School Projects

Fun Projects

Monday, July 28, 2014

Vacation Tee Shirt Saga

You know how when you have had a big event planned for a long time, and you feel like you have all the time in the world to get ready for it (like Christmas) and then suddenly the big thing is only a week and a half away and there isn't much time at all?  Well, that's what happened to me again this summer, and the big thing is our road trip out to Yellowstone National Park.  So, this weekend I started assembling my lists: things to pack, things to do before leaving, things that need to be ready for when we get back, things that need to go on other lists that I haven't thought of yet......

But don't worry, this post isn't about lists of things to do, it's a post about one thing I managed to get done for our trip, despite a number of setbacks along the way.  So, here's the story:  
I thought it would be fun for the kids to have themed tee shirts for this trip.  Since my husband keeps track of our kids in public by counting them, I thought that putting their number in the birth order on the back would be a helpful element for him, while on the front I would put a little reminder of their chosen "Thing I Really Want to See in Yellowstone."  My plan was to create stencils to set on top of the shirts and then use bleach in a spray-bottle to give the area that was uncovered by the stencil a sort of tie-dye affect.  It seemed simple enough.  Turns out it wasn't.  Here's my first effort:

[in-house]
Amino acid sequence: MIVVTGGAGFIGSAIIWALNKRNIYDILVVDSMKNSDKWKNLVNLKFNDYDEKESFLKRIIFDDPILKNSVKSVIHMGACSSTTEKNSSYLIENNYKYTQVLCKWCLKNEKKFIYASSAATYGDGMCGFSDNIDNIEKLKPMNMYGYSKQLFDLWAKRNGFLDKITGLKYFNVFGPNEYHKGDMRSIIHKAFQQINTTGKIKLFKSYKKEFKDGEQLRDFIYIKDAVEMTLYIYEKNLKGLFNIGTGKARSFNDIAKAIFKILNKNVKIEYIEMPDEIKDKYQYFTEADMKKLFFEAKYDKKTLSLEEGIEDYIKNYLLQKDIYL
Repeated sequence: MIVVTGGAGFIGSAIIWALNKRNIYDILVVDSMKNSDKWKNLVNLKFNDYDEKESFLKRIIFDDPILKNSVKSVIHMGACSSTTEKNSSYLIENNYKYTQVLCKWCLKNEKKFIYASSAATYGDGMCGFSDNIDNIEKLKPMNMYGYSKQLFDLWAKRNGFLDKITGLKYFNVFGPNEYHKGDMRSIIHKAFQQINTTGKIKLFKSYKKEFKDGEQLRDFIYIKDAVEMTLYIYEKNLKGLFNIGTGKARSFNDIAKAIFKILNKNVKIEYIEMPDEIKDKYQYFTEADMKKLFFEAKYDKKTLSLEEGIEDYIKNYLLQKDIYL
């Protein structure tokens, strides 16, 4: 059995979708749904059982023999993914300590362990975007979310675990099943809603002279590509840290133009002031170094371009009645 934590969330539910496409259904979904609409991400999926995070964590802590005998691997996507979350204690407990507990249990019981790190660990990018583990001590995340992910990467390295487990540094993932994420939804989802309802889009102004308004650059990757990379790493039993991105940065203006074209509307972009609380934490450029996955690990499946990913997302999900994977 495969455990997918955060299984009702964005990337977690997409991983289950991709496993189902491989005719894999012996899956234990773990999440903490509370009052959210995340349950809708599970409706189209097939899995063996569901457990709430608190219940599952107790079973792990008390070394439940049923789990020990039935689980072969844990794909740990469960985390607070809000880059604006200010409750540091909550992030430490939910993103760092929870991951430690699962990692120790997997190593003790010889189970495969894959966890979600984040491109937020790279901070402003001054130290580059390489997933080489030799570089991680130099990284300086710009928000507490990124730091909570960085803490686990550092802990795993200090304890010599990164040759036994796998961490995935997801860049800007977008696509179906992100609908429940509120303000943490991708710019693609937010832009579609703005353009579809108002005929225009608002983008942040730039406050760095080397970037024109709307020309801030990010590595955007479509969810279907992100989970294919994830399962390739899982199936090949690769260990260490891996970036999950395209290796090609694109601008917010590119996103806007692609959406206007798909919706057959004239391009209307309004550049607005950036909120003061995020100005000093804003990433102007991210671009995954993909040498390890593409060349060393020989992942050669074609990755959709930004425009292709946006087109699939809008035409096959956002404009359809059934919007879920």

Even a little bleach goes a long way, and simply setting a stencil on top of the shirt did not stop the bleach from bleeding through underneath.  I re-thought my method a bit - mostly using significantly less bleach - but the results still weren't great.
At about this point I realized that I was either going to have to spend a lot more money on this project or I was going to have to work with what I had.  The lower price tag and lower labor convinced me that option number two was superior and I pulled out my Sharpies to solve my problems.  Thankfully my Sharpie collection contained markers that almost perfectly matched each of the four tee shirts, and I simply colored over the bleached out parts of the numbers.